“We have seen a lot of people get touched by God through all of this,” Padula said. “A lot of people have seen the miracle of it, they’ve seen the forgiveness of it, and they’ve seen Jesus in the midst of all of it.”
The story is about forgiveness and empathy, but in telling a story, Kutchins understands that details always matter. During the filming, Kutchins rushed over to producer Shareen Anderson and told her to write down that at the crime scene, there was a Bible, eyeglasses and a piece of Remington’s jacket.
Padula, who felt awkward around the cameras, said he ended up recounting some details himself. For example, part of what set everything in motion was that Padula had a group text he used to send out Scripture verses. When Odom bought the burner phone, he started receiving these messages because Odom was assigned an old number that was part of the group text.
Despite what he perceived as his own awkwardness, Padula enjoyed the process, and said that all of the people from Discovery Networks have been amazing and compassionate. He believes they will tell it accurately, and says God will receive the glory. Still, recalling his experience was emotional.
“Going through all of this again, talking about some of the details literally last night it brought me to a place of tears again, the emotion of it, it brought up some old feelings,” Padula said.
When Padula first found out, he called one of the detectives on the case, and the detective prayed with him.
“It drew me close to the Lord,” Padula said. “I told him I am so angry right now, but I know that’s not the right thing to do. That’s the old me, angry and mad all the time, no joy, no peace, and then Christ came into my life and I’m free of all that.”
Padula, a former addict, said he was saved through Remington’s ministry and claimed to be born again on Dec. 5, 2008. Remington was participating in the documentary, but not part of the filming on Friday. Padula said that spiritually, mentally and emotionally, Remington is doing great, though he still has issues with a hand and his stomach occasionally gives him problems.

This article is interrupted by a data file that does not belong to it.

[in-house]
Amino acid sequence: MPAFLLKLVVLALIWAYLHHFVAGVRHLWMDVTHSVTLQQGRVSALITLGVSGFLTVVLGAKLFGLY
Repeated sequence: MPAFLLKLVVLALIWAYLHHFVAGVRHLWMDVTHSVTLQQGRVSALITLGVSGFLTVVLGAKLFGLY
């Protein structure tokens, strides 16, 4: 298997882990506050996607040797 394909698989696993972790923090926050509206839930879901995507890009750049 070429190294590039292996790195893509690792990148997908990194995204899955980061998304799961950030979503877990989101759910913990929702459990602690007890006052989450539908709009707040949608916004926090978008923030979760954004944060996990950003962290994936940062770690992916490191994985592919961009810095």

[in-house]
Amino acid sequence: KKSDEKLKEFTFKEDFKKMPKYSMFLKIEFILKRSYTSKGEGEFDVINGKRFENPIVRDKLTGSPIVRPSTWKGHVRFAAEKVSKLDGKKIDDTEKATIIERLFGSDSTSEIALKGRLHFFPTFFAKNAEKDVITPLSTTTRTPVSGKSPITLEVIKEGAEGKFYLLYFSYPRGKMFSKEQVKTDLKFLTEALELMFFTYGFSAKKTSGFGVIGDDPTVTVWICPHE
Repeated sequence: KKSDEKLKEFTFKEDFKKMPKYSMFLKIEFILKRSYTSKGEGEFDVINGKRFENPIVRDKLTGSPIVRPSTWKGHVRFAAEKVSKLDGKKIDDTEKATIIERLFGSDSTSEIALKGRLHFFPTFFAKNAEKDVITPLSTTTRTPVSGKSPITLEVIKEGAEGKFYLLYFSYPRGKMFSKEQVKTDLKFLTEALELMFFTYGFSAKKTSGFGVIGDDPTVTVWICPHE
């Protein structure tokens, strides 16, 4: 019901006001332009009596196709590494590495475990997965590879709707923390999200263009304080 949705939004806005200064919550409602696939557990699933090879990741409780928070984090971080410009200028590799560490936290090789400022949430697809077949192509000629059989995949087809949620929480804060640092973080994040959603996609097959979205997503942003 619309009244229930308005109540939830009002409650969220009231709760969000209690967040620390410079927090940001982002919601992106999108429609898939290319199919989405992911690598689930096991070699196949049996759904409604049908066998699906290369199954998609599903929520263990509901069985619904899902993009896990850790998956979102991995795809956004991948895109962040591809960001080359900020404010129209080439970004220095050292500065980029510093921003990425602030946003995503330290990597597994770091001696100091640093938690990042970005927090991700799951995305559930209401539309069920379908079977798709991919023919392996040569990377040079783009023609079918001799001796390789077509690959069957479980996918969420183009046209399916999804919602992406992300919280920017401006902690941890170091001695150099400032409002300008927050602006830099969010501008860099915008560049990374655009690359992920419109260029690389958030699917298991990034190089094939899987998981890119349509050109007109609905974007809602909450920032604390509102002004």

“His heart is just to see Kyle come to salvation,” Padula said.
While Kutchins and Schmitz went through the scene again, Anderson explained that she and Kutchins have known each other since childhood in California. They often did projects together, including producing the A&E documentary “The Murder of Laci Peterson.”
“It’s not just about the crime, but how the story was told,” Anderson said of the Peterson documentary. “What you think you know is not always the truth, but it has an effect on how cases are adjudicated.”
Anderson also echoed Kutchins’ interest in the human story behind crimes. “No matter what side of the story you’re on, it’s about empathy and compassion,” she said.
Both Kutchins and Anderson reside in New York. Kutchins has family – an aunt and cousins – in Coeur d’Alene, but had never visited. Anderson has fond summer memories on the lake; she attended WSU for undergrad. Both were charmed by the city, and felt that much like they were embraced by the subjects of their documentary, they had been embraced by the community at large.
“People here really love Coeur d’Alene,” Kutchins said. “I get little groans about it growing a little too fast, too large, but I think that’s because they love it so much, and it’s precious to them. Those were the only groans that we heard, were the ‘When we moved here, there was only one stoplight! It’s getting big.’ But they love their city, and the nature here is just exquisite.”